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  1. #1
    lilmsmaggie's Avatar
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    Iíve narrowed my camera choices ...

    So far, based on suggestions I've received from this group, Iíve narrowed my camera choices down to the (not in any particular order):

    Shen-Hao HZX 4X5-IIA,
    Chamonix 045n-1 and
    K.B. Canham 4X5.

    I actually like the idea of a Canham 5X7 with 4X5 back that I recently saw for sale on eBay, but unfortunately, I couldnít afford it. It was a beautiful camera.

    I'll have to be patient and wait until I can afford to purchase. wich gives plenty of time to review and research and hopefully learn alot about LF along the way.

    Dwain

  2. #2

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    I guess you could add the Shen FCL-57 plus the 4x5 back. It'll be cheaper then the Canham.

  3. #3
    lilmsmaggie's Avatar
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    Thanks - hadn't seen that one.

  4. #4

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    I have the Shen-Hao HZX, it's my 1st and I like it a lot. The Chamonix also looks promising. It was not available when I choose Shen-Hao, might have been a good comparison. I'm not sure where you found the Shen-Hao, but I got mine at Badger Graphics. On their site they are now carrying a new version "PTB", or new to me. Construction looks like the Chamonix, down to the lever system on the ground glass...which I would like on my HZX. Looks like a direct copy. The PTB bellows is 390, the Chamonix is 395, (still more than the HZX with 360). Oh well what's the price of 5 years with a fine camera that does what I need? Less money and shipped from USA. Things you might consider.
    Robland - Seattle area

    Insert "catch phrase" here...

  5. #5
    lilmsmaggie's Avatar
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    I must confess that I was leaning towards the Chamonix 045n-1.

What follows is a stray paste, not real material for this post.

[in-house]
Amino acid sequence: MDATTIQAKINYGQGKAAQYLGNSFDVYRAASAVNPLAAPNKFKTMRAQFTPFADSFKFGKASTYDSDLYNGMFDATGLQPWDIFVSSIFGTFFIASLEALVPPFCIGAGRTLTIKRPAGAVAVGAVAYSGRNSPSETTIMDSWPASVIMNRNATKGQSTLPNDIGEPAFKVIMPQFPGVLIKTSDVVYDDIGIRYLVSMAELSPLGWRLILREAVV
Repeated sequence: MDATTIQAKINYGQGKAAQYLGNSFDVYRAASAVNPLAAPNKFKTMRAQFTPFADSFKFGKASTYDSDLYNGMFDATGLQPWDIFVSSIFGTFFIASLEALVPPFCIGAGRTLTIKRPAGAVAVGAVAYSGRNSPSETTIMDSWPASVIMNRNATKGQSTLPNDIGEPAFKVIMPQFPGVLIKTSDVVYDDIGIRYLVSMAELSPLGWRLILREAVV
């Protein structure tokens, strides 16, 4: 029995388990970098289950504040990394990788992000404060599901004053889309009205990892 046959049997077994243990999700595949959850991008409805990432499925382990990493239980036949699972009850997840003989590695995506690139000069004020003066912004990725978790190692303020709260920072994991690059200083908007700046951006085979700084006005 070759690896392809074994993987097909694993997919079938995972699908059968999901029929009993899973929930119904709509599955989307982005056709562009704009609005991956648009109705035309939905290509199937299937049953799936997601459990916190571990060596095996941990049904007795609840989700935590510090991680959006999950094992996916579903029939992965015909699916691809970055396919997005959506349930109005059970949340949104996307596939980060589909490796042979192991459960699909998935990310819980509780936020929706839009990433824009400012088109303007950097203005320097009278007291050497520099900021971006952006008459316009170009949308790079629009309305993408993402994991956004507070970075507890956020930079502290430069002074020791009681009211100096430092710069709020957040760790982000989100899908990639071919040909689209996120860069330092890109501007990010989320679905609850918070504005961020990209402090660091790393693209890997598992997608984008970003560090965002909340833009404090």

So how 'bout it ... Any photographers out there have experience with the:

    Chamonix 045n-1 camera, it's ability to keep the film exactly on the focal plane; make movements like rise/fall, swing and shift, in front and back; is smooth and reliable to use; not fall apart; not be too heavy, accepts accessories; mounts firmly on a tripod and fits other requirements you need in order to carry out your photographic pusuit, who would be willing to contribute their experiences with Chamonix?

    Sounds to me like we may need to open this up for further discussion. What say you?

  6. #6

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    Funny: the Chamonix is on my wishlist and I am offered a Shen Hao.....
    I allready have a Sinar P2.

    I like the idea that you can change the bellows on the Chamonix, I use the 75mm SA a lot and have a 58XL aswell.
    So........

    Peter

  7. #7
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    I say just get one---they are both good cameras---obsess about shooting not the camera. I have a Shen Hao and it seam to work just fine for me. I was originally going to get a Takahara but Badger was out so I got the Shen now I am as happy as a clam.

  8. #8
    lilmsmaggie's Avatar
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    Uh Oh ... I just discovered Lotus View Camera.

    I believe I have time before I decide. And I should use that time to learn about this format.

    I have "Using the View Camera" by Simmons. Any other reading suggestions out there?